This year in Preschool it was my goal to embed technology use in meaningful ways. With our school offering many technology pathways it was important to me to begin to pave the pathway for successful digital learning even for our youngest learners. When we began a literacy unit on retelling stories the two objectives seemed to the perfect match for some exciting learning. To do this it was important to create a lesson that could merge the two content areas. Merging the content would expand opportunities for learning and allows me to reach learners at multiple levels and learning styles.
We began by working on our literacy curriculum of retelling a story and building book knowledge. Students first learn about the role of an author and illustrator. We practice identifying important features of print such as words, spaces, picture, where to begin reading and the direction of print.
In order to support story writing, we practice identifying story sequences including beginning, middle and ending events. Together with a large group, I model and we practice writing stories using a simple story strip that helps the children break down their story into four parts. The children are asked to identify the character, events (first, then) and an ending. Students then work to create their own stories.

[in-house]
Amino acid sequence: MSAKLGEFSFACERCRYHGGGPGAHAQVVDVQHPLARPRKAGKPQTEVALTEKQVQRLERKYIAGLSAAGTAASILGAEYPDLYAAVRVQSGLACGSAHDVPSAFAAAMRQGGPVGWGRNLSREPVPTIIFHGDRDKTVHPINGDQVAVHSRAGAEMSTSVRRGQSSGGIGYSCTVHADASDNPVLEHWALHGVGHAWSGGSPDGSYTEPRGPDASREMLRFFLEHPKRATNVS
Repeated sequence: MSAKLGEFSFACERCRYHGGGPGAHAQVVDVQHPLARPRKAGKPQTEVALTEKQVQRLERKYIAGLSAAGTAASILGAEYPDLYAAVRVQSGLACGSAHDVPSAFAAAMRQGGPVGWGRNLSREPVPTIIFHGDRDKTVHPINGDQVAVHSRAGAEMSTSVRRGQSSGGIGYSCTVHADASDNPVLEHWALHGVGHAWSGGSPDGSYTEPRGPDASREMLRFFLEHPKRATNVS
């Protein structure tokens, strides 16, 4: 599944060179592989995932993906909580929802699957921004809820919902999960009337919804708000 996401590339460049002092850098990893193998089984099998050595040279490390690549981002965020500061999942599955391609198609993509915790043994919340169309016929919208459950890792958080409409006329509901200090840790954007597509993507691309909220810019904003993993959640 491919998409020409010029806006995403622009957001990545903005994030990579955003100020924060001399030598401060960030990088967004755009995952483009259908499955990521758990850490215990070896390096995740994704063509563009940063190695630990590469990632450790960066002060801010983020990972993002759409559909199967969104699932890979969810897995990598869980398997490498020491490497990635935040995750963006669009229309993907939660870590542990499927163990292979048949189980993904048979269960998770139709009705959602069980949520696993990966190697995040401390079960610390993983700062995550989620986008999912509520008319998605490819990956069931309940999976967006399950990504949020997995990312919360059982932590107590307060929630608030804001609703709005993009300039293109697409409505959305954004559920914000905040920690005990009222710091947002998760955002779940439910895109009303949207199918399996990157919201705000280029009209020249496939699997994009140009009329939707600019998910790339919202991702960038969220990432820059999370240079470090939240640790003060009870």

After all of the pre-teaching of story writing and creating a draft we are then ready to practice using the iPads. Students are given an opportunity to draw, erase, insert pictures and play using the app “My Story.” Working in small groups the students create a profile and practice identifying and writing their names.
Students are able to connect the learning they have done by identifying themselves as the author and illustrator of their very own book. The children use their story strips to transfer the stories onto the iPads and practice making the illustration and words match to tell a logical story.
Flexible and differentiated learning allows the children to work at individual levels. Some work to identify the letters in their name while others work to type all of their text, including spaces and punctuation. Listening, following directions and the ability to attend and persist are practiced as we take turns creating our stories.
The students are excited to share their books with their peers and families and our digital tools created an opportunity to take our learning to a whole new level. Connecting skills to personal learning is a meaningful tool with powerful sticking potential.
Kristie French is an Early Childhood Educator at BFA Fairfax.